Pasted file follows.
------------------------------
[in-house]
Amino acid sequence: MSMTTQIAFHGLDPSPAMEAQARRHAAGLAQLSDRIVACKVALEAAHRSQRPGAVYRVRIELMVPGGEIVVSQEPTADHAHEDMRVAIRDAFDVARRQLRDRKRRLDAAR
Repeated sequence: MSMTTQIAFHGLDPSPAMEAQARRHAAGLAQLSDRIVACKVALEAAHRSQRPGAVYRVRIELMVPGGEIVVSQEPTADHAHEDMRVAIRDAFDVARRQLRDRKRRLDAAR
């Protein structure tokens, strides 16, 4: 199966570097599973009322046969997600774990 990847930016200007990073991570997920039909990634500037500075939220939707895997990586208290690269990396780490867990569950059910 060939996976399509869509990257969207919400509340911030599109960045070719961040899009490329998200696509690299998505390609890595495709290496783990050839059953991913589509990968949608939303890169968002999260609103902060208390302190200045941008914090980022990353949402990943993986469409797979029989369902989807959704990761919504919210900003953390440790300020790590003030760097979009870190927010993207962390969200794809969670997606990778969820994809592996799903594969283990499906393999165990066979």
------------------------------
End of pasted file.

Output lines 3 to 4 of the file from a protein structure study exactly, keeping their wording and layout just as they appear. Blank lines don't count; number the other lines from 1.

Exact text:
Repeated sequence: MSMTTQIAFHGLDPSPAMEAQARRHAAGLAQLSDRIVACKVALEAAHRSQRPGAVYRVRIELMVPGGEIVVSQEPTADHAHEDMRVAIRDAFDVARRQLRDRKRRLDAAR
């Protein structure tokens, strides 16, 4: 199966570097599973009322046969997600774990 990847930016200007990073991570997920039909990634500037500075939220939707895997990586208290690269990396780490867990569950059910 060939996976399509869509990257969207919400509340911030599109960045070719961040899009490329998200696509690299998505390609890595495709290496783990050839059953991913589509990968949608939303890169968002999260609103902060208390302190200045941008914090980022990353949402990943993986469409797979029989369902989807959704990761919504919210900003953390440790300020790590003030760097979009870190927010993207962390969200794809969670997606990778969820994809592996799903594969283990499906393999165990066979």